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Securities Exchange Compliance Toolkit
Resources to assist issuers and their counsel in complying with the initial and continued listing requirements and disclosure obligations imposed by the rules and regulations of the national securities exchanges, with a focus on the NYSE and NASDAQ.
Selecting the right marketplace is a crucial decision for any company seeking to list its securities on a national securities exchange. While there are 18 US securities exchanges registered with the SEC, the NYSE ( www.practicallaw.com/4-382-3644) and NASDAQ ( www.practicallaw.com/4-382-3639) are the largest and most influential exchanges. Each of the securities exchanges requires compliance with stringent quantitative and qualitative initial listing requirements before listing is approved on the exchange, and compliance with continued listing requirements after the offering is completed. If a listed company falls below the required standards and fails to satisfy these standards within any applicable grace period, it is delisted.
Once public, companies must comply with many corporate governance requirements. These requirements are primarily imposed by the securities exchanges on which the companies are listed. The NYSE and NASDAQ have both implemented extensive corporate governance standards, including standards relating to the board of directors and the committees of the board, with which a listed company must comply to become listed and then to retain its listing status. A company and its counsel should review the corporate governance standards and other listing requirements of the securities exchange on which the company intends to list its securities as it may not be feasible to pursue a listing if the company is not able to comply with the requirements.
The NYSE and NASDAQ have rules relating to the prompt disclosure of material information to the public. Information is material if it could affect a person's decision to buy, sell or hold a company's securities. Even if a public company may not be required to disclose material information under the federal securities laws, a public company remains subject to the rules of the securities exchange on which it is listed. There is also both internal and external pressure on a public company beyond the federal securities laws and the rules of the securities exchanges to have an open communication policy.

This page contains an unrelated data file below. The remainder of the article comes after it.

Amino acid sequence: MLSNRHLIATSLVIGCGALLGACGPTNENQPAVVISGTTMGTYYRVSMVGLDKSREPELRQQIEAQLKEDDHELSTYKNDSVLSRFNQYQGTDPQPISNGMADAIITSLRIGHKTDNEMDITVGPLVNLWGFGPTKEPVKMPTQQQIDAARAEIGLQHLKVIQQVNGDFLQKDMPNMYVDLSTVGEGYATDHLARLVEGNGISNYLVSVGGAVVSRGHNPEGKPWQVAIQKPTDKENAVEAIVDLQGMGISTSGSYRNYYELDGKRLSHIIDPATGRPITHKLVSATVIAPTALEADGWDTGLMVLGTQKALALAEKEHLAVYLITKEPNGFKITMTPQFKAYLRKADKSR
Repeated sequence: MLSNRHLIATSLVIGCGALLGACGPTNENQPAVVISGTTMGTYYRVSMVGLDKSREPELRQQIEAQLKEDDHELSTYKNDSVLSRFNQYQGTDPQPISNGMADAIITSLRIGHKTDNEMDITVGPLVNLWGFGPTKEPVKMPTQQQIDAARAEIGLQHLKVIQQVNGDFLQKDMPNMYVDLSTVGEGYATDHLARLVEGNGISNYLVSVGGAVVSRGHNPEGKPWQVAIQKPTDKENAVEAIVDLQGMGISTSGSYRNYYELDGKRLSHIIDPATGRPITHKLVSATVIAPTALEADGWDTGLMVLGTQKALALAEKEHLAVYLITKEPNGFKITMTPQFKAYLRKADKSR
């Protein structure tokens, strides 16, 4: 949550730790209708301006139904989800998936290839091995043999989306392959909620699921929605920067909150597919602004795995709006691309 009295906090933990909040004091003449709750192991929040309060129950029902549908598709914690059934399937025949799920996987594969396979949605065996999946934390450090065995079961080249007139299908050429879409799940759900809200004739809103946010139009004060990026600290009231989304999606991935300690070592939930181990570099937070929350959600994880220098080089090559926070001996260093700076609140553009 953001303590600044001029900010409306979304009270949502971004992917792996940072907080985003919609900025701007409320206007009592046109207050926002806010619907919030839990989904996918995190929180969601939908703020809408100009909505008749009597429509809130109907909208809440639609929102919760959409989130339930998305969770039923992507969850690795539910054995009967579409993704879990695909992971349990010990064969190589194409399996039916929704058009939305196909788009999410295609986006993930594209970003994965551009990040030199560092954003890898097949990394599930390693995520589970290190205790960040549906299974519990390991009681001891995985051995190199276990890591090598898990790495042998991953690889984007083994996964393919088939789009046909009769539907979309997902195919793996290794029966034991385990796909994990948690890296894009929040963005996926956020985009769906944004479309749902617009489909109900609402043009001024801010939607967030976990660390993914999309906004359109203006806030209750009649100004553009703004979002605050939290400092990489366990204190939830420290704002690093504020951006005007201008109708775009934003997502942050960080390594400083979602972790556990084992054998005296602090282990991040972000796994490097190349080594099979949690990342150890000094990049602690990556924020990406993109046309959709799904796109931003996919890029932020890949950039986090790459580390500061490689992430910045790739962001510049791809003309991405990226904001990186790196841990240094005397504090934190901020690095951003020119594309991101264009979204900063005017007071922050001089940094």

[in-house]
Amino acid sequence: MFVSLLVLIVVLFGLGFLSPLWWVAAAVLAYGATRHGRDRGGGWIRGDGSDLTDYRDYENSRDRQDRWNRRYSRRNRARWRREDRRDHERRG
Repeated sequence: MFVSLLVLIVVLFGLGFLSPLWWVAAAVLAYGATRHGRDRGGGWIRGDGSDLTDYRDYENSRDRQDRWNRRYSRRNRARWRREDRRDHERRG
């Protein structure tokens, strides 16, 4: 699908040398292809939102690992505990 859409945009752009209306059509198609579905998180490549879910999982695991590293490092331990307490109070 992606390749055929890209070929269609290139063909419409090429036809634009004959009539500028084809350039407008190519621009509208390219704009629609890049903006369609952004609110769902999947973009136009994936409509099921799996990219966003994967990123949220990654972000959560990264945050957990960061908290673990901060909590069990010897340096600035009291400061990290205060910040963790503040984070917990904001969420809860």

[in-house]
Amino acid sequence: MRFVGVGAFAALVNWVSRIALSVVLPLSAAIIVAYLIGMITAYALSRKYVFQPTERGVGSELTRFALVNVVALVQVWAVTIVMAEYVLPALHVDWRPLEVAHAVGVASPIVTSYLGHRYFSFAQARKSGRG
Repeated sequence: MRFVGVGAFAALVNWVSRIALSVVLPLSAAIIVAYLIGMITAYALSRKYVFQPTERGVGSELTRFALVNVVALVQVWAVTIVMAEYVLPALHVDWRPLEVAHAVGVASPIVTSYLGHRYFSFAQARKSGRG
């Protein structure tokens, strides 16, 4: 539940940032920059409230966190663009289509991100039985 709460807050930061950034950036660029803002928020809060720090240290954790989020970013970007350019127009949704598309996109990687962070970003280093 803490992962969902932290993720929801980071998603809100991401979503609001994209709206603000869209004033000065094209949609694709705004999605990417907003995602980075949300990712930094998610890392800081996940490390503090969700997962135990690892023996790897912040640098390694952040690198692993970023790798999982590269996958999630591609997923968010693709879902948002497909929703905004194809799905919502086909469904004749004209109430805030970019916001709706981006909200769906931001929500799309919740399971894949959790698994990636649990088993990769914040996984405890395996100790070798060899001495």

This Toolkit includes links to several resources designed to assist issuers and their counsel in complying with the initial and continued listing requirements and disclosure obligations imposed by the rules and regulations of the national securities exchanges. It also includes links to several resources discussing the corporate governance standards set by the NYSE and NASDAQ relating to the board of directors and its committees.
Compliance Requirements Applicable to NYSE and NASDAQ Listed Companies
Requirements for Listed Companies on the NYSE
The listing requirements of the NYSE, including both the quantitative and qualitative listing requirements, are set out in the NYSE Listed Company Manual. The NYSE also has several resources on the listing process for companies seeking to list on the NYSE. These resources can be accessed through the "How to List with NYSE" page or the "Listed Company Resources" page on the NYSE's website. In addition, the NYSE IPO Kit is a comprehensive resource for companies around the world to understand the ins and outs of the complicated US initial public offering process. The guide is now available in print, as an iPad application, as a Kindle edition, or as a PDF.
Requirements for Companies Listed on NASDAQ
The listing requirements of NASDAQ, including both the quantitative and qualitative listing requirements, are set out in the NASDAQ Initial Listing Guide and the NASDAQ Continued Listing Guide. NASDAQ currently has three listing tiers for public companies. Each of the tiers has different quantitative standards and requirements for listing. The tiers are:
The NASDAQ Global Select Market tier (the newest listing tier, which has the highest initial listing standards for US securities exchanges).
The NASDAQ Global Market tier (previously called the NASDAQ National Market).
The NASDAQ Capital Market tier (previously called the NASDAQ SmallCap Market).
Within each tier, NASDAQ provides several alternatives (typically three standards) for each listing requirement to enable a company to list on that tier.